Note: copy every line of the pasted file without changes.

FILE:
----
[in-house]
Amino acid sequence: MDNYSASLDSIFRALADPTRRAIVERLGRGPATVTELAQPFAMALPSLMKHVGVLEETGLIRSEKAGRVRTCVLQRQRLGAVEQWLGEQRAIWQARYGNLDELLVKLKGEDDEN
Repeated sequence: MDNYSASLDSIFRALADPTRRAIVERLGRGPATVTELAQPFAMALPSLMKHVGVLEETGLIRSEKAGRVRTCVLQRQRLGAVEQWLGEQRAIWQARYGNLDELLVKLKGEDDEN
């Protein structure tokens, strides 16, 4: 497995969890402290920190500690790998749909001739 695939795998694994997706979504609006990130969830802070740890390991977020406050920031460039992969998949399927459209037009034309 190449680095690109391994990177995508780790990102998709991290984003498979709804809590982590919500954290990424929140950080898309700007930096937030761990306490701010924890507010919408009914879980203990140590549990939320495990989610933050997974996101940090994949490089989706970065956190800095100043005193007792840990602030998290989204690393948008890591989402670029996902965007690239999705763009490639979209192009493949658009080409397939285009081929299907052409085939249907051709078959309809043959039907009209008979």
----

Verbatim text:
[in-house]
Amino acid sequence: MDNYSASLDSIFRALADPTRRAIVERLGRGPATVTELAQPFAMALPSLMKHVGVLEETGLIRSEKAGRVRTCVLQRQRLGAVEQWLGEQRAIWQARYGNLDELLVKLKGEDDEN
Repeated sequence: MDNYSASLDSIFRALADPTRRAIVERLGRGPATVTELAQPFAMALPSLMKHVGVLEETGLIRSEKAGRVRTCVLQRQRLGAVEQWLGEQRAIWQARYGNLDELLVKLKGEDDEN
């Protein structure tokens, strides 16, 4: 497995969890402290920190500690790998749909001739 695939795998694994997706979504609006990130969830802070740890390991977020406050920031460039992969998949399927459209037009034309 190449680095690109391994990177995508780790990102998709991290984003498979709804809590982590919500954290990424929140950080898309700007930096937030761990306490701010924890507010919408009914879980203990140590549990939320495990989610933050997974996101940090994949490089989706970065956190800095100043005193007792840990602030998290989204690393948008890591989402670029996902965007690239999705763009490639979209192009493949658009080409397939285009081929299907052409085939249907051709078959309809043959039907009209008979």